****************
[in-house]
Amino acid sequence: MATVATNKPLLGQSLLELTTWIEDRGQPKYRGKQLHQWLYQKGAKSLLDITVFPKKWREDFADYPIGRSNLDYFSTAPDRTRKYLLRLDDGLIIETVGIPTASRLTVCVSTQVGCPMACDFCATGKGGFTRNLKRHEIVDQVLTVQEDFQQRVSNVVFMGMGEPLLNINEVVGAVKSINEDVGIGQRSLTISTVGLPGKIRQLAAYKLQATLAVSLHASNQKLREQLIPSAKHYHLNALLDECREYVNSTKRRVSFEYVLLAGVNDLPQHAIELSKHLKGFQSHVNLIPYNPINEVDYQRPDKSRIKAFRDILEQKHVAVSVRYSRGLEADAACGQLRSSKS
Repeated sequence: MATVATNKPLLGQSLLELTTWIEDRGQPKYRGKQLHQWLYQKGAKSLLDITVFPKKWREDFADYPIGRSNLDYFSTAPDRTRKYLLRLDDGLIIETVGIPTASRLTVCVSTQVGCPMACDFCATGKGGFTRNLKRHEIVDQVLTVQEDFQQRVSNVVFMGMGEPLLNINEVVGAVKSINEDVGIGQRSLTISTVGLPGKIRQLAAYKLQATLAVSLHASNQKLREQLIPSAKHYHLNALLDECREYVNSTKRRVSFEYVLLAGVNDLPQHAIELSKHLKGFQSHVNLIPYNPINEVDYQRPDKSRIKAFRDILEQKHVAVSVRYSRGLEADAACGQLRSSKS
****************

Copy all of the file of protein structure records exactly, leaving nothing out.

[in-house]
Amino acid sequence: MATVATNKPLLGQSLLELTTWIEDRGQPKYRGKQLHQWLYQKGAKSLLDITVFPKKWREDFADYPIGRSNLDYFSTAPDRTRKYLLRLDDGLIIETVGIPTASRLTVCVSTQVGCPMACDFCATGKGGFTRNLKRHEIVDQVLTVQEDFQQRVSNVVFMGMGEPLLNINEVVGAVKSINEDVGIGQRSLTISTVGLPGKIRQLAAYKLQATLAVSLHASNQKLREQLIPSAKHYHLNALLDECREYVNSTKRRVSFEYVLLAGVNDLPQHAIELSKHLKGFQSHVNLIPYNPINEVDYQRPDKSRIKAFRDILEQKHVAVSVRYSRGLEADAACGQLRSSKS
Repeated sequence: MATVATNKPLLGQSLLELTTWIEDRGQPKYRGKQLHQWLYQKGAKSLLDITVFPKKWREDFADYPIGRSNLDYFSTAPDRTRKYLLRLDDGLIIETVGIPTASRLTVCVSTQVGCPMACDFCATGKGGFTRNLKRHEIVDQVLTVQEDFQQRVSNVVFMGMGEPLLNINEVVGAVKSINEDVGIGQRSLTISTVGLPGKIRQLAAYKLQATLAVSLHASNQKLREQLIPSAKHYHLNALLDECREYVNSTKRRVSFEYVLLAGVNDLPQHAIELSKHLKGFQSHVNLIPYNPINEVDYQRPDKSRIKAFRDILEQKHVAVSVRYSRGLEADAACGQLRSSKS